Rehabilitation treatment is expensive and hard to come by in Morocco; there is a lack of health science programs like OT.  The group met with a steady stream of experts in the healthcare field, the first ever cohort of Moroccan OT students, and parent volunteers, all of whom were trying to help those in need. The OT students were invited to voice suggestions to local clinics based on their studies in occupational therapy and what may help benefit the Moroccan clinics in the long run.

“In Kenitra we got to take some kids down to the beach,” said Anjali. “It was the nicest day of the trip that we had and we got to ride camels with children with disabilities down the beach.”

Taking the children down to the beach was part of a clinical experience in Kenitra, where OT students donated toys and clothing to The Supporters of Lives, a non-profit organization that supports children with down syndrome to gain access to public events and places, integrate more in society, and help address their educational deficits.

Not only will the cultural tour stick with the students, but also the experiences through clinical activities. The students learned a lot about Morocco, their chosen field of OT study, but also about themselves in the emotional highs and lows that service learning brings one to experience. There were success stories of those who recovered and are recovering, but those stories that have not yet come to a happy ending left a mark on the students. Everywhere they went was a range of emotions and experiences to reinforce of the major and the choices they made by pursuing occupational therapy degrees at American Internal College.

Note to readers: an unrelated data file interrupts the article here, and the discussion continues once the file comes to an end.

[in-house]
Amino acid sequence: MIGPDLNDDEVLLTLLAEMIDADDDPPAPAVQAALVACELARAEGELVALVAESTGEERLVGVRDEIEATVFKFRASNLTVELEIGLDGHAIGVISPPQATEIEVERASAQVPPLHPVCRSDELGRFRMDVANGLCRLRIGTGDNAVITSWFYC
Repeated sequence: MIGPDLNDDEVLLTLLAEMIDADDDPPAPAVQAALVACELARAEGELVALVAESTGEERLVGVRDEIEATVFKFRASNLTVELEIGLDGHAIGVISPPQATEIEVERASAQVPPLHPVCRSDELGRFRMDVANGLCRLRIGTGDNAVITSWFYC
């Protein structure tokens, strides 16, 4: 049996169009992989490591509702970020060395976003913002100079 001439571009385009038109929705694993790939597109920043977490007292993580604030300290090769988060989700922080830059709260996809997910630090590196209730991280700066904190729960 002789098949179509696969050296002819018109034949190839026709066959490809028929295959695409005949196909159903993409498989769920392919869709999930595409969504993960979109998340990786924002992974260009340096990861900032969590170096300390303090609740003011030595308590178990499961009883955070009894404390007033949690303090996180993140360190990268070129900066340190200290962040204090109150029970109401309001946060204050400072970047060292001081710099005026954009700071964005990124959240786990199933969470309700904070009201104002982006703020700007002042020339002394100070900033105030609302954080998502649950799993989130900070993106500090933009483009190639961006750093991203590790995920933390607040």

Students on the trip not only had a better understanding of their choice of their academic major and how it applies to the real world, but they also got to see how it impacts different countries. Occupational Therapy is expanding because it can be applied nearly everywhere.

The trip to Morocco and Spain will forever leave an impact on these students.

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Occupational therapy students travel to Morocco